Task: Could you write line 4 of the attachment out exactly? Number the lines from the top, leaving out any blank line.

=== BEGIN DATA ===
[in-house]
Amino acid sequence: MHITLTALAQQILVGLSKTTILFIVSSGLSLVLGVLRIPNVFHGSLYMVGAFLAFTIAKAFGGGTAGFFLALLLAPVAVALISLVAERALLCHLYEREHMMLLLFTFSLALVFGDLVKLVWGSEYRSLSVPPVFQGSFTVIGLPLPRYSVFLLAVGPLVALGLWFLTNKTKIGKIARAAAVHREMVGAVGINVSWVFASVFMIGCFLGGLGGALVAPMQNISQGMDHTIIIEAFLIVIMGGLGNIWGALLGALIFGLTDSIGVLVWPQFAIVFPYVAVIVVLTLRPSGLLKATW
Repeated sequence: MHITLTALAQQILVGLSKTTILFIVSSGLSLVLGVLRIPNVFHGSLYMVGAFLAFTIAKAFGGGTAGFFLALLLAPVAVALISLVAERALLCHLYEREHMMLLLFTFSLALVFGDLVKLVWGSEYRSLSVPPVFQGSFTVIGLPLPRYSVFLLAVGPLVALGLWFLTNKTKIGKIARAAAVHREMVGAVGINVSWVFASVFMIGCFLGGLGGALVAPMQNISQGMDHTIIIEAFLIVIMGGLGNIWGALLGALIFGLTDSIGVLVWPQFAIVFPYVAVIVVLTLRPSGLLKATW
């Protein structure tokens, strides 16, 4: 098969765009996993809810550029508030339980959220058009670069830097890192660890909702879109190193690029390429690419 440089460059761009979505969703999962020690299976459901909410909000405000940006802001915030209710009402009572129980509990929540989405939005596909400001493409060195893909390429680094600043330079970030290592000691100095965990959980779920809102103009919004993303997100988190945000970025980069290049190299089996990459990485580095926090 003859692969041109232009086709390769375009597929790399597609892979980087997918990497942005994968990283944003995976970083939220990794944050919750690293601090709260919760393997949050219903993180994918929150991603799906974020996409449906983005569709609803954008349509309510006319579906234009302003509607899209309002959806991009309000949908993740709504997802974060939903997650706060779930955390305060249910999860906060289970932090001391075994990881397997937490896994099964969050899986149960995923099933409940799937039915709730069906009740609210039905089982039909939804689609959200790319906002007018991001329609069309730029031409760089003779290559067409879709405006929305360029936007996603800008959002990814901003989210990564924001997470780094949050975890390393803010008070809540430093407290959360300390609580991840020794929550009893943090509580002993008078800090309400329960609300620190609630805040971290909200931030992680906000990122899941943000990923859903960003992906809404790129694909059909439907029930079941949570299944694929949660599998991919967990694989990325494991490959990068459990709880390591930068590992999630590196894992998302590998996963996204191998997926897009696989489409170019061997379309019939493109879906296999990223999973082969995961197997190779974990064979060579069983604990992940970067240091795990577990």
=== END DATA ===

């Protein structure tokens, strides 16, 4: 098969765009996993809810550029508030339980959220058009670069830097890192660890909702879109190193690029390429690419 440089460059761009979505969703999962020690299976459901909410909000405000940006802001915030209710009402009572129980509990929540989405939005596909400001493409060195893909390429680094600043330079970030290592000691100095965990959980779920809102103009919004993303997100988190945000970025980069290049190299089996990459990485580095926090 003859692969041109232009086709390769375009597929790399597609892979980087997918990497942005994968990283944003995976970083939220990794944050919750690293601090709260919760393997949050219903993180994918929150991603799906974020996409449906983005569709609803954008349509309510006319579906234009302003509607899209309002959806991009309000949908993740709504997802974060939903997650706060779930955390305060249910999860906060289970932090001391075994990881397997937490896994099964969050899986149960995923099933409940799937039915709730069906009740609210039905089982039909939804689609959200790319906002007018991001329609069309730029031409760089003779290559067409879709405006929305360029936007996603800008959002990814901003989210990564924001997470780094949050975890390393803010008070809540430093407290959360300390609580991840020794929550009893943090509580002993008078800090309400329960609300620190609630805040971290909200931030992680906000990122899941943000990923859903960003992906809404790129694909059909439907029930079941949570299944694929949660599998991919967990694989990325494991490959990068459990709880390591930068590992999630590196894992998302590998996963996204191998997926897009696989489409170019061997379309019939493109879906296999990223999973082969995961197997190779974990064979060579069983604990992940970067240091795990577990």